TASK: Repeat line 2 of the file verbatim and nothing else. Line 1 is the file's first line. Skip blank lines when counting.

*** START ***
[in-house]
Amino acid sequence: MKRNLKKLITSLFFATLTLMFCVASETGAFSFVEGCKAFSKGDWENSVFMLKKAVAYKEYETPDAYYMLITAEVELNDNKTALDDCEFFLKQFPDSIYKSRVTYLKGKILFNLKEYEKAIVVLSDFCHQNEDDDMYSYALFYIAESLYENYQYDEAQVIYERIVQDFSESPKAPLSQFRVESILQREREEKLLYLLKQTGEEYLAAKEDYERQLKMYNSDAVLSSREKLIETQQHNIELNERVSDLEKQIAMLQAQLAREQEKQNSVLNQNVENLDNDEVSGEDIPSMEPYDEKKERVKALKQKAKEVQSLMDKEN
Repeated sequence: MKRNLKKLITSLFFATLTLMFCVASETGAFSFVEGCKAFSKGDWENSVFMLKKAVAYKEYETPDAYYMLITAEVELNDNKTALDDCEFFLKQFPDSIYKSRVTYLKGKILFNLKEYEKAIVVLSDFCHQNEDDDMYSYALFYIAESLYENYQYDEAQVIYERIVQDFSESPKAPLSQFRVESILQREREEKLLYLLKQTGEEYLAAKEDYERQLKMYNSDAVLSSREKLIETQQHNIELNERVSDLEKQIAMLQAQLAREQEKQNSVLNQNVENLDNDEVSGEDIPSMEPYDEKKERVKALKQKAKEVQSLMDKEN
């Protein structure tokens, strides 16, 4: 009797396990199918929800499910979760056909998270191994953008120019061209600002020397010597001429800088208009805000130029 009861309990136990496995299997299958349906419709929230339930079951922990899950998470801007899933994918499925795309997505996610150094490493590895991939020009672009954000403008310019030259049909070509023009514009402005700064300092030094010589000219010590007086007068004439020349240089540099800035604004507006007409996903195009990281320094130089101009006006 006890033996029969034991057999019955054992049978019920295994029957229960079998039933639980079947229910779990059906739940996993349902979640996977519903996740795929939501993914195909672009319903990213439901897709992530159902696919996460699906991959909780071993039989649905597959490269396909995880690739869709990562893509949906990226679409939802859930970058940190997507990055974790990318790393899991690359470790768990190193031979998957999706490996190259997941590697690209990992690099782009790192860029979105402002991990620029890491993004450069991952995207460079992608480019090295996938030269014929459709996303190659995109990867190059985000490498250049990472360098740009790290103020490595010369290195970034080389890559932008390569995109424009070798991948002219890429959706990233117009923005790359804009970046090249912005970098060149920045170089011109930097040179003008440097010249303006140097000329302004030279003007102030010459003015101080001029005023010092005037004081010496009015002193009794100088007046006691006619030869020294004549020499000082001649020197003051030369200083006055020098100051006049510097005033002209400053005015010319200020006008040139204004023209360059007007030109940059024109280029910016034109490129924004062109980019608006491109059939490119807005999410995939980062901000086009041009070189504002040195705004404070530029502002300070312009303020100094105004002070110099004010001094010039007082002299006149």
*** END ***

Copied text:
Amino acid sequence: MKRNLKKLITSLFFATLTLMFCVASETGAFSFVEGCKAFSKGDWENSVFMLKKAVAYKEYETPDAYYMLITAEVELNDNKTALDDCEFFLKQFPDSIYKSRVTYLKGKILFNLKEYEKAIVVLSDFCHQNEDDDMYSYALFYIAESLYENYQYDEAQVIYERIVQDFSESPKAPLSQFRVESILQREREEKLLYLLKQTGEEYLAAKEDYERQLKMYNSDAVLSSREKLIETQQHNIELNERVSDLEKQIAMLQAQLAREQEKQNSVLNQNVENLDNDEVSGEDIPSMEPYDEKKERVKALKQKAKEVQSLMDKEN